Jason Cianciotto, executive director of the Tyler Clementi Foundation, agreed. "The question is, how many times are we going to reveal the same horrific information about young people in the US before we do something about this?" asked Cianciotto, who was not involved in the new study.
When Cianciotto was co-authoring the book "LGBT Youth in America's Schools," he came across similar startling suicide statistics that go back as far as the late 1980s. What's driving them, he said, is that not all teens live in a supportive culture, even with the advances in same-sex marriage, inclusive anti-bullying programs and non-discrimination protection.
"There are still too many LGBTQ young people growing up in harmful environments where they are rejected at home or at church or school; they face pervasive bullying; they lack access to safe or supportive spaces and don't have supportive physical or mental health care, and all those comorbidities pile up and increase the suicide risk," Cianciotto said.
Research has shown that lesbian, gay and bisexual students had fewer suicidal thoughts and attempts when schools had gay-straight alliances and had long-term policies prohibiting expression of homophobia. Yet not all schools have these programs, although national groups like the Trevor Project offer 24/7 crisis lines to help young LGBTQ people.
In a separate study on suicide issues concerning LGBTQ teens, researchers saw a heightened risk for suicide and found that these teens were more likely than their straight peers to have experienced some form of adverse childhood experience such as abuse. The authors of this study also say there is evidence that suicide rates are going up for this age group.
"Too little is changing, and for too long, our society has put Band-Aids on this problem," Cianciotto said. "While Band-Aids are good, we need to help by better addressing the root causes of these problems."
Learn more on CNN.com
Boosting HIV Prevention Drug (PrEP) Awareness Among Minorities in Midwestern Cities
Posted: January 11, 2018
Compared with people living along the coasts in the United States, those who are at risk for HIV and living in Midwestern cities are not as aware of the HIV prevention regimen called PrEP (pre-exposure prophylaxis). A $3.4 million research grant aims to figure out how to change that.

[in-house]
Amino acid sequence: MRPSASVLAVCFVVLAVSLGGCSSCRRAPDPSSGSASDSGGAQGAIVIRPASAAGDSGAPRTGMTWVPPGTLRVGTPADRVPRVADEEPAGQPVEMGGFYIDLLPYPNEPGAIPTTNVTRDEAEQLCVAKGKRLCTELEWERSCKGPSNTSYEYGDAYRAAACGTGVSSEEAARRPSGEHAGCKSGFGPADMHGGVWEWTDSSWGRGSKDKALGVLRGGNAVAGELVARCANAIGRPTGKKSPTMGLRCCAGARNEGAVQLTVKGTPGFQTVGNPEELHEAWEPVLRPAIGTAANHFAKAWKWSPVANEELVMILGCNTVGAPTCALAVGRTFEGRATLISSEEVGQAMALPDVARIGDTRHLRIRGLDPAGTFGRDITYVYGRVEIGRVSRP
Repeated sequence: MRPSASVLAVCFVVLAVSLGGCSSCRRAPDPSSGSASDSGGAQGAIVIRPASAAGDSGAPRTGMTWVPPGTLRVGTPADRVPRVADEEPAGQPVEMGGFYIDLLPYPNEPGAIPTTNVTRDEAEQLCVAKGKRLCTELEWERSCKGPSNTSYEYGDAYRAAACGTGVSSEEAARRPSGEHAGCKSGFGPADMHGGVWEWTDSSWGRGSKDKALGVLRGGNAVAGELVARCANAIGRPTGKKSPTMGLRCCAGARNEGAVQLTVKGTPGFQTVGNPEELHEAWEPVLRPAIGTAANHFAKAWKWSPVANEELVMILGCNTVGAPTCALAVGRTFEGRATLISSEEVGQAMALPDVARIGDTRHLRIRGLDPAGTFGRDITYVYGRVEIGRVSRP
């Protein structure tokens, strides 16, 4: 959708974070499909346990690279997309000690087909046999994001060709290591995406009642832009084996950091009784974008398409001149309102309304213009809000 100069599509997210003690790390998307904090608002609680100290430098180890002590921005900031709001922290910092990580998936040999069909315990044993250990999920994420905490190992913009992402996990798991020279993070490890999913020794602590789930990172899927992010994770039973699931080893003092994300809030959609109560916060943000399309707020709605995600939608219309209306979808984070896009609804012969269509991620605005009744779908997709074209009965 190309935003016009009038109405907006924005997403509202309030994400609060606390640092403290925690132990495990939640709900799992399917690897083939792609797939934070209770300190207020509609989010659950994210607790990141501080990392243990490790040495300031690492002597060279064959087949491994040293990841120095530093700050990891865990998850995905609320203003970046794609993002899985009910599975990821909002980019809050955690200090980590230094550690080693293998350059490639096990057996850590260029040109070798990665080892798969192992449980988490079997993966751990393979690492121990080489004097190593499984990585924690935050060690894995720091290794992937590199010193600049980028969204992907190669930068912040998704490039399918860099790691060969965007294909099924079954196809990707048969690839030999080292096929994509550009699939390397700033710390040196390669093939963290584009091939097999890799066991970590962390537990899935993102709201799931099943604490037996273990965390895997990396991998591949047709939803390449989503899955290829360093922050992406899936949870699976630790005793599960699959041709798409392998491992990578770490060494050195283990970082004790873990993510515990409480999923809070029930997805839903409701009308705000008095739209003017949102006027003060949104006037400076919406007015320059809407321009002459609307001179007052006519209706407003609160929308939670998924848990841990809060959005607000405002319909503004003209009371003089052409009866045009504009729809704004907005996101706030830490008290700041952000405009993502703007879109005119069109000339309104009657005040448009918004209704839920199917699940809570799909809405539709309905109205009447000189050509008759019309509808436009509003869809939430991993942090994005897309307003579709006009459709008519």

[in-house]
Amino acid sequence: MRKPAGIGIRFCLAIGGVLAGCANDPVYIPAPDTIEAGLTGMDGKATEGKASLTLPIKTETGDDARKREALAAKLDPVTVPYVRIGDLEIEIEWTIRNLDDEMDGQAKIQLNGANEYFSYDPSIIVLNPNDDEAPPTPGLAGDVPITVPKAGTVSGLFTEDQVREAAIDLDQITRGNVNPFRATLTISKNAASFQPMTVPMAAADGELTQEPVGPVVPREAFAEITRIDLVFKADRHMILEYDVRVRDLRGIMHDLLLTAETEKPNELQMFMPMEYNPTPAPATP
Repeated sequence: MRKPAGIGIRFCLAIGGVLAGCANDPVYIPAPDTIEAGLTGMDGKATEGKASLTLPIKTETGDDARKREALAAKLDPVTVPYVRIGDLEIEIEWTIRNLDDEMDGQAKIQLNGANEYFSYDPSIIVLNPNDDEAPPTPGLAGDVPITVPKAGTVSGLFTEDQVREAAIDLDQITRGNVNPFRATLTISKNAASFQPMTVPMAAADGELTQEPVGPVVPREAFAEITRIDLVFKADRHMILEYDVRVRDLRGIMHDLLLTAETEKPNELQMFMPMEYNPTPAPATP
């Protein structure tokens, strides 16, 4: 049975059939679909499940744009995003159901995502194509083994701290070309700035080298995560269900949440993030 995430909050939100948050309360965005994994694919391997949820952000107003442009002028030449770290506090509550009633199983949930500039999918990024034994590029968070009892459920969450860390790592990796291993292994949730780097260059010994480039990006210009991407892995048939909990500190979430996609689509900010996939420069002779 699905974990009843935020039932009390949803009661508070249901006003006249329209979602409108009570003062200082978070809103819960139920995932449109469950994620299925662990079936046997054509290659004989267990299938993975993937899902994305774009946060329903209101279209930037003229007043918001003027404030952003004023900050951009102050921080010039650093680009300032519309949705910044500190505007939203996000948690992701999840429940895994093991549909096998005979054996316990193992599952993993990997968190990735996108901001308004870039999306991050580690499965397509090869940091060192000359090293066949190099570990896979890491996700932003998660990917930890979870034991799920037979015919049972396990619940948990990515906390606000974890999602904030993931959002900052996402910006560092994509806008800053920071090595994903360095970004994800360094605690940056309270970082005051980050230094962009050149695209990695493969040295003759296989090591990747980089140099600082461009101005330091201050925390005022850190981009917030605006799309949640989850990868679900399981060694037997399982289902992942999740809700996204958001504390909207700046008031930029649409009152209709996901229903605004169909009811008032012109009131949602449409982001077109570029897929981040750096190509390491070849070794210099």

As Shepherd Express reports, a five-year grant from the National Institutes of Health was awarded to Jeffrey A. Kelly, PhD, and Yuri A. Amirkhanian, PhD, two professors of psychiatry and behavioral medicine at the Medical College of Wisconsin’s Center for AIDS Intervention Research (CAIR).
Currently, the only PrEP regimen approved by the Food and Drug Administration is the daily pill Truvada. When taken as directed, it reduces the risk of contracting HIV by 99 percent or more among men who have sex with men (MSM) and 90 percent or more among women. (The risk reduction for women may very well be greater than 90 percent, but there isn’t sufficient research available to refine the estimate.)
The CAIR research will focus on raising awareness of PrEP in Midwestern cities, notably among Black men who have sex with men (MSM), a population at particular risk for HIV.
The research will focus on Milwaukee and Cleveland and take place in two phases. The first phase entails talking to Black MSM and discerning their knowledge and attitudes about PrEP.
“We need to spend a long time listening to learn why PrEP uptake is pretty low,” Kelly told Shepherd Express. “Some people are not very aware of what it is. Others are aware but have concerns that it’s nothing they need because they’re not that sexually active. Others ask, Why would I take a pill when I’m healthy? There’s also a legacy of medical mistrust in minority communities. Why are they trying to get me to take pills? It goes back to the Tuskegee days. [Begun in the 1930s , the Tuskegee experiment was a government study in Alabama in which Black men with syphilis were allowed to go untreated while thinking they were getting health care]. We’re not trying to convince everyone but hoping to give them the ability to make informed choices.”
During the second phase, researchers will build the intervention and test it among the targeted populations.
Read more on POZ.com